It takes time for this to mature. Since there isn’t a deadline or shareholder pressure, what’s the rush?

  • Bob

    I really enjoyed all of the responses. Learned a lot.

    Working on a tight budget and needing a new computer I was looking at LINUX as a way to save money.

    PUPPY LINUX, do you still need to partition the hard drive if you have windosa 98se?

  • http://wp3.lockergnome.com/nexus/blade/ Ron Schenone

    stmok,
    Thank you for your response and also the explanation you have provided. It was obvious you took the time to express your thoughts and provide some very useful and helpful information.

  • Josh

    Calling Windows user dumb just shows narrow closet mind set and being out of touch with reality. One thing that Linux community needs is to try to understand casual PC user. In those terms PC would be an appliance/tool to get some functions done with minimal effort required. That’s why you hear “if this and that worked in Linux I would try”. This vast group of people would not care about source code or kernel. Asking them to learn CLI, scripting, and coding is almost like saying this is how you switch channel on your TV:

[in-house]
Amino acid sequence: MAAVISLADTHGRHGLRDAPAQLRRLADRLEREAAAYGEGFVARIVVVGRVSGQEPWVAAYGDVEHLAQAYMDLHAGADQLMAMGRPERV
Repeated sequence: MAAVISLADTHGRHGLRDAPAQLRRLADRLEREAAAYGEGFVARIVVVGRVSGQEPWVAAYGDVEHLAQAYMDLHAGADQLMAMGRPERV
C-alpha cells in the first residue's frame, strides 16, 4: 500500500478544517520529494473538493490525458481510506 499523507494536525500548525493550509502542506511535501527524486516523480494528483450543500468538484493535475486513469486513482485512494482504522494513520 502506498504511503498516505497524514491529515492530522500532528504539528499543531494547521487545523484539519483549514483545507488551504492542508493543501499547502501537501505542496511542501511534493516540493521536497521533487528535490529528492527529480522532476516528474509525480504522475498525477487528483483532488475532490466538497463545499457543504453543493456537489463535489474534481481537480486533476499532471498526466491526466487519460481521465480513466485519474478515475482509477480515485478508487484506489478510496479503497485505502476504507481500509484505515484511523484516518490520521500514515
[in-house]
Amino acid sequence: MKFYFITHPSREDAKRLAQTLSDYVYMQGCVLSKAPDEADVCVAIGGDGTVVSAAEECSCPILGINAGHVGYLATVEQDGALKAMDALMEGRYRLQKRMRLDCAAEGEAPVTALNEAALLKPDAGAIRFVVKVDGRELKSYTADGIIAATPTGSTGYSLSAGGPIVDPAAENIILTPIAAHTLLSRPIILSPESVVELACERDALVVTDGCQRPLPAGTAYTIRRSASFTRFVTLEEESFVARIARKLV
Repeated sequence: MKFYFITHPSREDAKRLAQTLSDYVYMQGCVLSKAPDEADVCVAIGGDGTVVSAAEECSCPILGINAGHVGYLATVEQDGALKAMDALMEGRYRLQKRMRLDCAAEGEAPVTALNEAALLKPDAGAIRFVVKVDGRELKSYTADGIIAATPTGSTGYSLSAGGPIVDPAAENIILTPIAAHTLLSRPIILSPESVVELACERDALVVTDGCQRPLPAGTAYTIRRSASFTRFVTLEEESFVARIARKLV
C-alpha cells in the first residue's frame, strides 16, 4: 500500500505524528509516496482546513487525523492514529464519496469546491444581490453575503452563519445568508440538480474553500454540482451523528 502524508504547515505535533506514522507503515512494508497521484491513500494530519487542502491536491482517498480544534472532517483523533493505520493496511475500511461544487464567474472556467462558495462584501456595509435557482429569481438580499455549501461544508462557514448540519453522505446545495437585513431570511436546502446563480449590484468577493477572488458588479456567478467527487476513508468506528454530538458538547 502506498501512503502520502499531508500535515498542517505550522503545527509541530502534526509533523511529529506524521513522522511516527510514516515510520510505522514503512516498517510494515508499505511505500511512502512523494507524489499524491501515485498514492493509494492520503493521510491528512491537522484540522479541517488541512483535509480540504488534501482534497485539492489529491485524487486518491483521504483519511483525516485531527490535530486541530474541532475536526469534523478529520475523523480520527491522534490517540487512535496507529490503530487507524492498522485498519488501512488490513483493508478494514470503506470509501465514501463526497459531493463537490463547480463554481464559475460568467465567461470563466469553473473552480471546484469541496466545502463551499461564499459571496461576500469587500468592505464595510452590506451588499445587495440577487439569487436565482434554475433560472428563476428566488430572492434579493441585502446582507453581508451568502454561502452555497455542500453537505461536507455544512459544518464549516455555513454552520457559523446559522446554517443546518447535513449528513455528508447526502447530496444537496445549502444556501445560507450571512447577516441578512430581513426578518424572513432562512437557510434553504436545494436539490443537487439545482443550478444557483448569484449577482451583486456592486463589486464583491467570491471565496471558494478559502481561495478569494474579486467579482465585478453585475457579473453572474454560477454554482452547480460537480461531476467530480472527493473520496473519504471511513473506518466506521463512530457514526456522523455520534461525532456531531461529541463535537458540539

1. attach keyboard
    2. log into X terminal session as authorized user
    3. type something like “tvtnr -c up -v +5%”
    then ask them to learn regular expressions to be able to query TV Guide programming. All of that instead of pressing “Channel +” button on the remote.